Amiiboo - more questions than answers?

Alex Phillimore Alex Phillimore: (alex.phillimore-deleteme[at]-deleteme-direman [dot] com) 2014-10-08 06:32:04

Amiibo - more questions than answers?

Amiibo is almost upon us and I feel bad that I still can't quite work out what they are. I've read a lot of the literature and I understand how, from a technical standpoint, they'll work, but I'm still not really understanding what they will actually do. My fear is that if I, an avid games news reader, is struggling to work out the many applications and purposes of the Amiibo line of figures, what will a general consumer make of the product?

There's obviously a lot more to Amiibo than Nintendo is letting on. For example, I understand that on a basic level they will allow you to put Nintendo characters into other games - this could be an interesting little feature that would turn Nintendo games into toy-box playgrounds. Less clear, however, is how features such as the Amiibo being able to 'level up' will work. Are there any real benefits, for example, to having an Amiibo version of Mario in Smash Bros. Wii U rather than using the standard in-game character? Will it create balancing issues if some people can bring pumped up versions of characters into the game? If so, how will this impact upon online play? The more you read about Amiibo the less clear their uses become - rather than suiting one purpose, as Skylanders or models in Disney Infinity do, they are potentially jacks-of-all-trades with multiple uses across both the Wii U and 3DS.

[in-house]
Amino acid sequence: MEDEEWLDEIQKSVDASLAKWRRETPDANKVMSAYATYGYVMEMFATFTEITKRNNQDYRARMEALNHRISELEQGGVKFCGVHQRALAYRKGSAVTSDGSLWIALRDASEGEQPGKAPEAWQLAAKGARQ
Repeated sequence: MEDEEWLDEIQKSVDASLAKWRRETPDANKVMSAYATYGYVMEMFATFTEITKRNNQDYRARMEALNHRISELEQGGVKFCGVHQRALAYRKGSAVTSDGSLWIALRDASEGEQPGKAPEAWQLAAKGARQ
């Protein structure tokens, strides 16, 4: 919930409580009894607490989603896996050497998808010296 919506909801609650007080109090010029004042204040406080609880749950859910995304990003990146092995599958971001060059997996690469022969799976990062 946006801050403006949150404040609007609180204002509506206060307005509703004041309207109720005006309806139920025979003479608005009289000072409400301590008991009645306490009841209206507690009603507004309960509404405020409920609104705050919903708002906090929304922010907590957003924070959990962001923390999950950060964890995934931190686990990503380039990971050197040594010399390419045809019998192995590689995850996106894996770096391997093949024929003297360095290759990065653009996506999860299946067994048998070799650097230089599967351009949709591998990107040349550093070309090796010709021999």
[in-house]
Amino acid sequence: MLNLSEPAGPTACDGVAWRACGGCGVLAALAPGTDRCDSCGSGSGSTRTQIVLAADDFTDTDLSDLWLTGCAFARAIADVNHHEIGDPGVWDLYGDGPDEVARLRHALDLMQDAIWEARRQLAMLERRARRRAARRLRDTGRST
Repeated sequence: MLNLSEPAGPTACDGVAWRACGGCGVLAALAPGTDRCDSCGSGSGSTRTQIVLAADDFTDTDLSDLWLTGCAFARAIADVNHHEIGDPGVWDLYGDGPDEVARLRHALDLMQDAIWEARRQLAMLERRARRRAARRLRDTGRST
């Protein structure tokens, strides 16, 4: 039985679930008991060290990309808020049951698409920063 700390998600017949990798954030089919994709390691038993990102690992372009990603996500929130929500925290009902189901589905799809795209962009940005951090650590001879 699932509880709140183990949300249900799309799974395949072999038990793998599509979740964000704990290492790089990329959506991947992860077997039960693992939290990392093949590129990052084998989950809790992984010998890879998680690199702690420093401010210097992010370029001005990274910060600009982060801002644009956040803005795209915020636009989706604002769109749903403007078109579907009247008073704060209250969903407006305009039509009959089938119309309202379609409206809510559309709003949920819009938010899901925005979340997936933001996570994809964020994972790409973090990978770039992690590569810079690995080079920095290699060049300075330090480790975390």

This somewhat tricky marketing and lack of focus is confusing, considering the difficulty Nintendo has had shifting Wii U models, which many critics have suggested is a direct result of confusion surrounding the naming and functions of Nintendo's latest console. I'm not sure that 'Amiibo' is any more attractive or obvious of a name than the 'Wii U' is - and I can't imagine parents saying to their kids, 'Do you want a new Amiibo?' with as much of a success rate as, 'Would you like a new Skylander?'.

I'm open to the idea of purchasing Amiibos but I'm not really understanding how they will enhance video games. Sticking Marth from Fire Emblem into a Mario game would be a nice novelty, but I'd always feel the temptation to turn back to the original character after a couple of levels - games that bring together franchises such as Smash Bros. are all well and good but that doesn't mean that every game requires it. If Nintendo reveals compelling software on which to play with your Amiibo then the product could do well, although I wonder how many people will realistically buy them just for the sake of cameo appearances and leveling up.

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